Nine Questions to Ask to Determine IoT Device Safety
The holidays are almost upon us. All around the globe, people are purchasing the latest and greatest gadgets as gifts. Consumers will be linking their new of Internet of Things (IoT) thermostats, doorbells, baby monitors, security cameras, home appliances and even GPS pet trackers to the internet in droves.
On the heels of the holiday season, the International Consumer Electronics Show will take place in Las Vegas, Nevada, where device manufacturers reveal a whole new crop of IoT devices set to hit the market in 2017. Amazon.com now has a team of “Smart Home” consultants who come to your house to help you wade through automation, Wi-Fi, ZigBee, Alexa and a sea of other “things” for your homes.
That’s a lot of IoT devices connecting to the internet! A couple of years ago, I asked a group of people how many “things” did people have that were connected to the internet. At the time, the largest number was 29 from any home user. Today, that number is not uncommon. In fact, Gartner says 6.4 billion connected “things” will be in use in 2016, up 30 percent from 2015. By 2020, it is estimated that the number of connected devices is expected to grow exponentially to 50 billion.
While IoT brings forth many benefits to consumers—from convenience to energy efficiency, to monitoring babies and locating lost pets—it also brings risk. The Mirai botnet enslaved 152,000 IoT devices including: Smart TVs, refrigerators, and other smart household appliances. These IoT devices were used them to take out the Dyn DNS Server this September.
As a consumer, you might think… “why should I care if my device is involved in a DDoS attack? As long as it works, I don’t mind.” Well, some 20,000 residents in Finland found out the hard way why it matters, when their building’s IoT connected thermostats stopped functioning because the devices were enslaved to a botnet conducting a DDoS attack (By the way, it’s cold in Finland in November).
Whether you are a consumer considering a connected device as a gift for the holidays, or a reporter about to review the next wave of IoT devices launching at CES, we have put together a list of questions you should ask before diving in:
- What are you (the manufacturer) doing to protect devices from botnet enslavement?
- If the device does become enslaved, will it still perform its primary function?
- If it breaks during a DDoS attack, will you (manufacturer) honor the warrantee?
- What is your security vulnerability disclosure/handling process?
- What personal information is stored on the device? Which user accounts (e.g. email, cloud service, etc.)?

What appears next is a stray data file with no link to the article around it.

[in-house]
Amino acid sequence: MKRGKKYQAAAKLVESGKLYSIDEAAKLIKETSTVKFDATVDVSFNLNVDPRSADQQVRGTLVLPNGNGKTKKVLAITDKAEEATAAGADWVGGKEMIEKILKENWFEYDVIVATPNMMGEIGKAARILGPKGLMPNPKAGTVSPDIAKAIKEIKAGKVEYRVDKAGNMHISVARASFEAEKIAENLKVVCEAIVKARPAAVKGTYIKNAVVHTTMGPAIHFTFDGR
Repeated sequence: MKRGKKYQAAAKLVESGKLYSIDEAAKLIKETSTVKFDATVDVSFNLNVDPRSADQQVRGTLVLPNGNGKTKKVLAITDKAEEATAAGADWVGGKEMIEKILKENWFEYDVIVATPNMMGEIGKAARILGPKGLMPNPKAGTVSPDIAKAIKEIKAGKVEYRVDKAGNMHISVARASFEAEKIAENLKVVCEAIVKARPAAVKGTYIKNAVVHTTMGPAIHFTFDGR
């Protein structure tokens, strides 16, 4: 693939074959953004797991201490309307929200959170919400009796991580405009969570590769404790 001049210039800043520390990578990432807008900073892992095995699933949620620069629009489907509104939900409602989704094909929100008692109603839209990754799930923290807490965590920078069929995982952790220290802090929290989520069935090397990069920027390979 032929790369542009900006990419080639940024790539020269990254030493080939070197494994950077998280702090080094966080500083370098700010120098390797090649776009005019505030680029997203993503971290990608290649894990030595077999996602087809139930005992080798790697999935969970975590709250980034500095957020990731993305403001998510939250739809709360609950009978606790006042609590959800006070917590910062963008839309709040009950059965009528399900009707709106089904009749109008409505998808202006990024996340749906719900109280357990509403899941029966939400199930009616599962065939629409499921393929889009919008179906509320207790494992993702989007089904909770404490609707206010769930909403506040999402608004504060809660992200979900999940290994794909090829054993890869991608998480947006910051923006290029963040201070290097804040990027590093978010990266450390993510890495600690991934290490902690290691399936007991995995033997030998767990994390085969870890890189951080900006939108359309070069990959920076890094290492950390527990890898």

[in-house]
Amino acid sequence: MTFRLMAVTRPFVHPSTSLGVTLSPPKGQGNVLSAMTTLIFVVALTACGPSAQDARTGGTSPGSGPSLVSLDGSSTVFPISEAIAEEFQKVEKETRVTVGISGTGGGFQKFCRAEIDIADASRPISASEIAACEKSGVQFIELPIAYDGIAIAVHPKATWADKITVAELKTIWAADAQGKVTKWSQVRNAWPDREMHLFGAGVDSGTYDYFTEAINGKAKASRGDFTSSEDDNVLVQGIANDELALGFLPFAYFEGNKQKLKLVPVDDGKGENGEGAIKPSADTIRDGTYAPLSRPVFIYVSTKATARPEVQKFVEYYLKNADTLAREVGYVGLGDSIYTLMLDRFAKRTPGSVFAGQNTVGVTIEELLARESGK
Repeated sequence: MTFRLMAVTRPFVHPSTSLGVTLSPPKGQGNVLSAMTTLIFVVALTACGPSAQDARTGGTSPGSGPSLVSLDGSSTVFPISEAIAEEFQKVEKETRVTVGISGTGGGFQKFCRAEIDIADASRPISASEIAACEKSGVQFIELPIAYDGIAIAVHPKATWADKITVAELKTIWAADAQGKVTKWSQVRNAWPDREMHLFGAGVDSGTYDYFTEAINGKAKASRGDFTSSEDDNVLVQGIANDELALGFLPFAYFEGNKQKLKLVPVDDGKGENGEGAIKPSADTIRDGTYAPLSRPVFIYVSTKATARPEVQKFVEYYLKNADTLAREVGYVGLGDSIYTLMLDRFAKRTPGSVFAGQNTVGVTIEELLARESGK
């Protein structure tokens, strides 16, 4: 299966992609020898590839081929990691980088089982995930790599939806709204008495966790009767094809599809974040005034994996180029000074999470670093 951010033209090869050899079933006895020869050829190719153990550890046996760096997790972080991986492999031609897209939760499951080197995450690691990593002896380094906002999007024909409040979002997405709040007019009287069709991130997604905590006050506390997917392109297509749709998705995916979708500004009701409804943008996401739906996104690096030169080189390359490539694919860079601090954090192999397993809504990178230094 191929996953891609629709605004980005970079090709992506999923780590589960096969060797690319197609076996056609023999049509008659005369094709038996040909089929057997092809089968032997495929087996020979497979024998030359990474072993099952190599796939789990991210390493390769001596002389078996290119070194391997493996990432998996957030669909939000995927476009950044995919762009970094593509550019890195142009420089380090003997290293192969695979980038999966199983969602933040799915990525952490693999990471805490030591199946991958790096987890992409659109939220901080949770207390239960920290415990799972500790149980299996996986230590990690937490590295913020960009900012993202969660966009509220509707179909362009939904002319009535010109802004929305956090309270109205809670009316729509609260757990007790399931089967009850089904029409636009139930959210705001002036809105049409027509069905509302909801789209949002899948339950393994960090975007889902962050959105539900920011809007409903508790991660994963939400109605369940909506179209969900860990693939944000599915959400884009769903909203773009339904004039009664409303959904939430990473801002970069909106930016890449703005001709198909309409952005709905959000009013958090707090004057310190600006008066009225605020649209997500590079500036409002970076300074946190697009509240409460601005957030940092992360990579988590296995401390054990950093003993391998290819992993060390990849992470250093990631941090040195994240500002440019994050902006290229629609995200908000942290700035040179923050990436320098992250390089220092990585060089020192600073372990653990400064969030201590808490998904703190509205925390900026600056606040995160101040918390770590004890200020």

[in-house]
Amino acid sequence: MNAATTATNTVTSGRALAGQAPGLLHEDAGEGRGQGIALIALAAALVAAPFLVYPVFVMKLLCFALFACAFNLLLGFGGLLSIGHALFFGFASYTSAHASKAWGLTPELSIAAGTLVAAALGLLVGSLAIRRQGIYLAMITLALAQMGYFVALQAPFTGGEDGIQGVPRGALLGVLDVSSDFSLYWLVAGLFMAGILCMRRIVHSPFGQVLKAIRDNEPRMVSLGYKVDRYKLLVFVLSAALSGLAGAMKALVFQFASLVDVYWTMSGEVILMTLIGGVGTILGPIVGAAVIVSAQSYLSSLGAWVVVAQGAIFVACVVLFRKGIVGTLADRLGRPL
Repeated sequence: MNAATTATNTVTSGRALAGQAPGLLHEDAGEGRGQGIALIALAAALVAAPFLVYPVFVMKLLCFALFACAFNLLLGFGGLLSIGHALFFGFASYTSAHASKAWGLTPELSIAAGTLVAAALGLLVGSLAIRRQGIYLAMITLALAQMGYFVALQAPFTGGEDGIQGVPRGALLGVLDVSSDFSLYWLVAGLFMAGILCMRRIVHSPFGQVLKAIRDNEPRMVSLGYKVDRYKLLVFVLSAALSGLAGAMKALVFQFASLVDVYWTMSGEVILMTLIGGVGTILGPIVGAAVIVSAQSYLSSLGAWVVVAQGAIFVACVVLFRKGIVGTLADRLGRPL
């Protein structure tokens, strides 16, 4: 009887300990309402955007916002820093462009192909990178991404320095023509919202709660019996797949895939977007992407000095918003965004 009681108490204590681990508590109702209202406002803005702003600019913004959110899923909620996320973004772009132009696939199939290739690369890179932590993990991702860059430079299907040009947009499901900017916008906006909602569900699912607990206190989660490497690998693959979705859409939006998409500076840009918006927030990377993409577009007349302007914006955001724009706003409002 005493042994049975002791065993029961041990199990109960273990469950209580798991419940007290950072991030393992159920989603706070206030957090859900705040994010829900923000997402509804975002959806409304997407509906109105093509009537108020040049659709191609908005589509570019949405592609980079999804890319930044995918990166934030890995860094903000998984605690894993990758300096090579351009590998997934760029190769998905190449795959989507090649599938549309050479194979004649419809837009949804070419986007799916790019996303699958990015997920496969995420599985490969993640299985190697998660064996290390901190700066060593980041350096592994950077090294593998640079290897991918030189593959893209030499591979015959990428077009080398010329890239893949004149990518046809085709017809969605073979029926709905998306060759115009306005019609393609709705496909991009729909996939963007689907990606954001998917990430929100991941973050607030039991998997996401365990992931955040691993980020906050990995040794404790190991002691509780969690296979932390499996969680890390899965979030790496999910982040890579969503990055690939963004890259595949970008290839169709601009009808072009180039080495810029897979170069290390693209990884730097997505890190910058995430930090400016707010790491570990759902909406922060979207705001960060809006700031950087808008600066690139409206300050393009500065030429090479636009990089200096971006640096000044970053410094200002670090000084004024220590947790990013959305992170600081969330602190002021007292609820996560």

- How do you protect that data?
- Which services are enabled by default?
- Does it need to be directly exposed to the internet (e.g. using UPnP to create a port-forwarding rule in the internet gateway)
- What is the procedure to upgrade the device firmware?
- How do users receive notifications of updates?
- Do you offer support for OTA (Over the Air) updates?
- Do you provide a web page/contact for security researchers to submit security reports? For example: https://nest.com/security/
Many manufacturers are not ready to answer these questions. Not only do many manufacturers not include security features in their product development, it’s not even in their scope of thought. What’s worse, we’ve seen some manufacturers who have command and control enabled by default for eavesdropping!
For the consumers of these devices, you may find that you’re faced with the Wild West of security concerns. Without having a home firewall or Unified Threat Manager (UTM), how will you know that the devices you’ve bought aren’t spying on you or leaking your personal details? How many consumers even know what a UTM is, or where to purchase and install one?
Companies face the same challenges. Larger companies segment the devices from their production networks. The areas where rapid adoption is happening is where the greatest vulnerabilities lay. We believe that industry standards must to come to the table in 2017. Secure communication protocols and standards will become public standards and IoT manufacturers will have certifications to these standards. We predict a major IoT breach is going to happen and perhaps that will be the catalyst toward securing the Internet of Things.